In some embodiments the motion determination and 3D surface generation comprises performing, in an iterative fashion, the following steps one or more times:

- determining the relative scanner motion from the obtained relative scanner positions in a common coordinate system during each of the sequences corresponding to the generated 3D surfaces,

- performing a motion compensation of each of the 3D surfaces based on the determined relative scanner motion,

- re-determining the overlap(s) between the generated 3D surfaces by stitching, thereby expressing all 3D surfaces and relative scanner positions in the common coordinate system,

- re-determining the relative scanner motion during the first sequence from the re-obtained relative scanner positions in the common coordinate system, - re-performing a motion compensation based on the re-determined motion; and

- re-generating a 3D surface from the sequence of focus plane images.

In some embodiments, the motion determination and 3 D surface generation comprises: a: determining the relative scanner motion from the relative scanner positions during the acquisition of the sequences of focus plane images used for generating the 3D surfaces;

b: performing a motion compensation of each of the 3D surfaces based on the determined relative scanner motion;

c: determining the overlap(s) between the motion compensated 3D surfaces and expressing all 3D surfaces and relative scanner positions in a common coordinate system;

d: determining a more precise measure of the relative scanner motion from the relative scanner positions determined in step c;

e: performing a further motion compensation which i s based on the more precise measure of the relative scanner motion; and

f: generating a 3D surface from the sequence of focus plane images which is motion compensated in step e.

In some embodiments, at least some of the steps a: to d: are performed in an iterative fashion, such that at least some of these steps are performed one or more times. In some embodiments, the motion compensation of each of the 3D surfaces performed in step b: comprises a motion compensation of the individual focus plane images based on the determined relative scanner motion.

In some embodiments, the further motion compensatio n of each of the 3D surfaces performed in step e: comprises a motion co mpensation of the individual focus plane images based on the more precise measure of the relative scanner motion.

Different types of possible motion

In some embodiments the scanner is hand held.

In some embodiments the acquisition of the focus plane images is adapted to be performed during relative motion of the scanner and the object. Thus the acquisition of focus plane images can be performed while the sensor is moving relative to the object. Some of the focus plane image may however still be acquired while the sensor and the object is not moving relative to each other. But it is understood that the focus plane images may be acquired while the sensor is moving relative to the object. Prior art does not provide for motion compensation in relation to a 3D scanner where focus plane images can be acquired while the handheld scanner, and thereby, sensor is moving, i.e. in prior art scanners focus plane images acquired during motion cannot be processed and used to obtain an assembled scan of an object.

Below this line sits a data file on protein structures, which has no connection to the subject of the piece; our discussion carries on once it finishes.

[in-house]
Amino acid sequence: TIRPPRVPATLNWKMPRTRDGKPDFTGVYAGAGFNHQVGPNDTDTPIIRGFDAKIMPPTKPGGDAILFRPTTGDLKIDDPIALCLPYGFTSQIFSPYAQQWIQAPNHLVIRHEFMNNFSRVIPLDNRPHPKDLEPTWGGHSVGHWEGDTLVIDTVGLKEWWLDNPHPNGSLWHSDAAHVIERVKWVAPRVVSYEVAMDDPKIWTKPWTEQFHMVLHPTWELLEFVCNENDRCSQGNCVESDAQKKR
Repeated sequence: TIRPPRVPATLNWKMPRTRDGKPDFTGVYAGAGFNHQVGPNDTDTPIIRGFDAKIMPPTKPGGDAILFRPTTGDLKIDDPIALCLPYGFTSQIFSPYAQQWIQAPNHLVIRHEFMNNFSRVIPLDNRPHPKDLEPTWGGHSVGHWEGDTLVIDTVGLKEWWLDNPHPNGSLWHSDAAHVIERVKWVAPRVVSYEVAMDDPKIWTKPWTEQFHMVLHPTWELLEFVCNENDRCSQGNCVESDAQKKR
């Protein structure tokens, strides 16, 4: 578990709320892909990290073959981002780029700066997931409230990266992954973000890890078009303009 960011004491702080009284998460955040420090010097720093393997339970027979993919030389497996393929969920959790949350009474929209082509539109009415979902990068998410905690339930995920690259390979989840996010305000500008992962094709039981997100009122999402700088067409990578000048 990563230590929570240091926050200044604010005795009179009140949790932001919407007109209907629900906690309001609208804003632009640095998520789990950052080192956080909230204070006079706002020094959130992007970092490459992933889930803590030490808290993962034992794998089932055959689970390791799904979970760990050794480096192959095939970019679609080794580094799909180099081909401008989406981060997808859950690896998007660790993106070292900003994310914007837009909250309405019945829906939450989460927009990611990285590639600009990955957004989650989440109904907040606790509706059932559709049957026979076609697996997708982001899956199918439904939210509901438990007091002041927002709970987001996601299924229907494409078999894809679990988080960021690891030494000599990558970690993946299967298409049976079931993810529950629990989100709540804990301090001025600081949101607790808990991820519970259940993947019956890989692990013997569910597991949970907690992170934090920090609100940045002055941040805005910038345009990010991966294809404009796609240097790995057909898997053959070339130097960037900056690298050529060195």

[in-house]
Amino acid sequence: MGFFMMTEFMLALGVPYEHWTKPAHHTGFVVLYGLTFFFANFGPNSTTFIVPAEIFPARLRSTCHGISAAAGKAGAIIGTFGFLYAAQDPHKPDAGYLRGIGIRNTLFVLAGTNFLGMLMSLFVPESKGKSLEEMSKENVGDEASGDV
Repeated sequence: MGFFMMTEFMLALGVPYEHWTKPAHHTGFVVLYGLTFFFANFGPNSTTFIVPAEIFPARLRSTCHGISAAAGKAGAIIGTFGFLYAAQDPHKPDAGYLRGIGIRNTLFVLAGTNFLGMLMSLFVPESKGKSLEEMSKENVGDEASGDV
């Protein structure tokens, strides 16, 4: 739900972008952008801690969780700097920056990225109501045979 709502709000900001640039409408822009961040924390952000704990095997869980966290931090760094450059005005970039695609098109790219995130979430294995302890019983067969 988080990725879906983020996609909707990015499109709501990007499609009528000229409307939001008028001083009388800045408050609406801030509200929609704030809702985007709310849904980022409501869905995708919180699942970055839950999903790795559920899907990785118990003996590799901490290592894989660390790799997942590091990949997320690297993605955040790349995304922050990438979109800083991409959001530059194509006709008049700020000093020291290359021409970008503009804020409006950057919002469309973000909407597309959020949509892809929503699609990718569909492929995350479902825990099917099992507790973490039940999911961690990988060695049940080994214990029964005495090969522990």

In some embodiments the motion of the scanner is free and not restricted to any predetermined/certain/specific motion pattern. In some embodiments the scanner is a desktop scanner.

In some embodiments the scanner and/or the object i s constrained to move along one or more axes. In some embodiments said axes are translational and/or rotational axes.

Different types of motion determination

In some embodiments the motion is determined along one spatial or rotational coordinate.

In some embodiments the motion is determined along any one or more of two - six spatial and/or rotational coordinates.

Different types of motion compensation In some embodiments the determined motion is registered/recorded/represented as a velocity vector for at least two focus plane images of the sequence of focus plane images. In some embodiments the determined motion is registered/recorded/represented as a constant velocity and / or rotation vector for the whole sequence of focus plane images in a sequence.

In some embodiments the determined motion is registered/recorded/represented as a curve/trajectory fitted between the focus plane images.

In some embodiments the fitted curve/trajectory is along one or more translational and / or rotational dimensions.